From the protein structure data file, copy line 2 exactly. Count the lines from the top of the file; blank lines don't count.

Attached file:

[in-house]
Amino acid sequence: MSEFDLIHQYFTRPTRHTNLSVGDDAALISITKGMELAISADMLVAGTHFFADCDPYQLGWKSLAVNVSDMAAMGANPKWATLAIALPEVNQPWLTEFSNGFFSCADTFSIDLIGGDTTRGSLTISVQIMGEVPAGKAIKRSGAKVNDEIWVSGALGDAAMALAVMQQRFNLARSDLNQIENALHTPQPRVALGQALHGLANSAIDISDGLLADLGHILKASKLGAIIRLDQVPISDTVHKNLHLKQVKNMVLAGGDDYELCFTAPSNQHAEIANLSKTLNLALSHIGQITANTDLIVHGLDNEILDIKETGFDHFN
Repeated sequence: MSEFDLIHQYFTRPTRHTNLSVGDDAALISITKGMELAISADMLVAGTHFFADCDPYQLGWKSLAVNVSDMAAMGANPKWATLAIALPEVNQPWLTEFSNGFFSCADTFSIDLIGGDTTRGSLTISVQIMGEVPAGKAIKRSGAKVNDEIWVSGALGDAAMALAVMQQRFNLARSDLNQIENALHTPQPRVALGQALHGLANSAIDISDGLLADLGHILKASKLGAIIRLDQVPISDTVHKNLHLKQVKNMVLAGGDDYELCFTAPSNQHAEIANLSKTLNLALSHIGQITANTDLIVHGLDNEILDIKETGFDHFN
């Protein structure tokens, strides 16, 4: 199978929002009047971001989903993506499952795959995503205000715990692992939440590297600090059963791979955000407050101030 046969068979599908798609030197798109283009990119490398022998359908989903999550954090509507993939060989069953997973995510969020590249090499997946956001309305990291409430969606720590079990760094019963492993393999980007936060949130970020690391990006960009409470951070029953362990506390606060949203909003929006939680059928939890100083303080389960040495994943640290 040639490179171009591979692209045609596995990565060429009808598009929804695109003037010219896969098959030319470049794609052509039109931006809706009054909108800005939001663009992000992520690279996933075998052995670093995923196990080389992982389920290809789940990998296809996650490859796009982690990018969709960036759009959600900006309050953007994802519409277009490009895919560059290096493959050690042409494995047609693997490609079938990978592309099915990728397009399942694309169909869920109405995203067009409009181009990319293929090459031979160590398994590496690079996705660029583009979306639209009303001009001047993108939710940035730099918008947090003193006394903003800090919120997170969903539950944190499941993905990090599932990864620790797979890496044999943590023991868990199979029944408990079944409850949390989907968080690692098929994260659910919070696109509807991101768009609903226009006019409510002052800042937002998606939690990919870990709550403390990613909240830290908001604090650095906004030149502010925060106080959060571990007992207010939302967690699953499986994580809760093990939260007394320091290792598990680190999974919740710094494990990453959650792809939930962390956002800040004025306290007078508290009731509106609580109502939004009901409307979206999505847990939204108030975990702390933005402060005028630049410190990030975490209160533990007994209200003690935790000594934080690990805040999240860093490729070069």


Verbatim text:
Amino acid sequence: MSEFDLIHQYFTRPTRHTNLSVGDDAALISITKGMELAISADMLVAGTHFFADCDPYQLGWKSLAVNVSDMAAMGANPKWATLAIALPEVNQPWLTEFSNGFFSCADTFSIDLIGGDTTRGSLTISVQIMGEVPAGKAIKRSGAKVNDEIWVSGALGDAAMALAVMQQRFNLARSDLNQIENALHTPQPRVALGQALHGLANSAIDISDGLLADLGHILKASKLGAIIRLDQVPISDTVHKNLHLKQVKNMVLAGGDDYELCFTAPSNQHAEIANLSKTLNLALSHIGQITANTDLIVHGLDNEILDIKETGFDHFN